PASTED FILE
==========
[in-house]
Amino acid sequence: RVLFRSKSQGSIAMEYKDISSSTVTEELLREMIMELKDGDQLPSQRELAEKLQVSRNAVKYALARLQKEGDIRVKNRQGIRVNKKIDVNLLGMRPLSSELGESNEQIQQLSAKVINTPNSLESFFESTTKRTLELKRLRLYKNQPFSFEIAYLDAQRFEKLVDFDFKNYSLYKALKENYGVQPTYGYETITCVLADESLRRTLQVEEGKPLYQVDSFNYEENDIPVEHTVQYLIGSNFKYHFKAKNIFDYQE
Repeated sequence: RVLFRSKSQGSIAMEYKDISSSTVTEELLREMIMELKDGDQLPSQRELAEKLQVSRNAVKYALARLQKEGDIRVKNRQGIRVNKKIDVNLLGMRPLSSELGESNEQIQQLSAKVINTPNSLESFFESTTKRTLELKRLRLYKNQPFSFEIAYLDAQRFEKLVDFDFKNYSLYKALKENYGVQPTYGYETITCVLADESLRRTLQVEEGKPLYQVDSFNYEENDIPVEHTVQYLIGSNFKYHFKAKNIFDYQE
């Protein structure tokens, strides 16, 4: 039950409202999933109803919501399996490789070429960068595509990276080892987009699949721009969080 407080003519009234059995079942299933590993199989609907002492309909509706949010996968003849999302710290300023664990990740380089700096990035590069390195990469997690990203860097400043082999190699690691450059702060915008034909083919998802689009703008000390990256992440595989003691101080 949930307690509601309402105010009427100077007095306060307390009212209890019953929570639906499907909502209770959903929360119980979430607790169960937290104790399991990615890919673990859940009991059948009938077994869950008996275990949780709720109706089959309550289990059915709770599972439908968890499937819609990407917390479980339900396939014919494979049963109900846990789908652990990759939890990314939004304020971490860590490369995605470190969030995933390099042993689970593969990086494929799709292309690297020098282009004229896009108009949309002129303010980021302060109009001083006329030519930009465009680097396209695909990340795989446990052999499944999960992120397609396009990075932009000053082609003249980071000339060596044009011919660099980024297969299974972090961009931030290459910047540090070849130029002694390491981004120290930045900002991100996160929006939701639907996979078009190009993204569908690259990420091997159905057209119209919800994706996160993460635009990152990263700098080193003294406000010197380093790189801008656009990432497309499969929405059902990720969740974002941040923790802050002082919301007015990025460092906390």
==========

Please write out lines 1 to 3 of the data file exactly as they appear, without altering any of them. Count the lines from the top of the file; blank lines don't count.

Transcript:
[in-house]
Amino acid sequence: RVLFRSKSQGSIAMEYKDISSSTVTEELLREMIMELKDGDQLPSQRELAEKLQVSRNAVKYALARLQKEGDIRVKNRQGIRVNKKIDVNLLGMRPLSSELGESNEQIQQLSAKVINTPNSLESFFESTTKRTLELKRLRLYKNQPFSFEIAYLDAQRFEKLVDFDFKNYSLYKALKENYGVQPTYGYETITCVLADESLRRTLQVEEGKPLYQVDSFNYEENDIPVEHTVQYLIGSNFKYHFKAKNIFDYQE
Repeated sequence: RVLFRSKSQGSIAMEYKDISSSTVTEELLREMIMELKDGDQLPSQRELAEKLQVSRNAVKYALARLQKEGDIRVKNRQGIRVNKKIDVNLLGMRPLSSELGESNEQIQQLSAKVINTPNSLESFFESTTKRTLELKRLRLYKNQPFSFEIAYLDAQRFEKLVDFDFKNYSLYKALKENYGVQPTYGYETITCVLADESLRRTLQVEEGKPLYQVDSFNYEENDIPVEHTVQYLIGSNFKYHFKAKNIFDYQE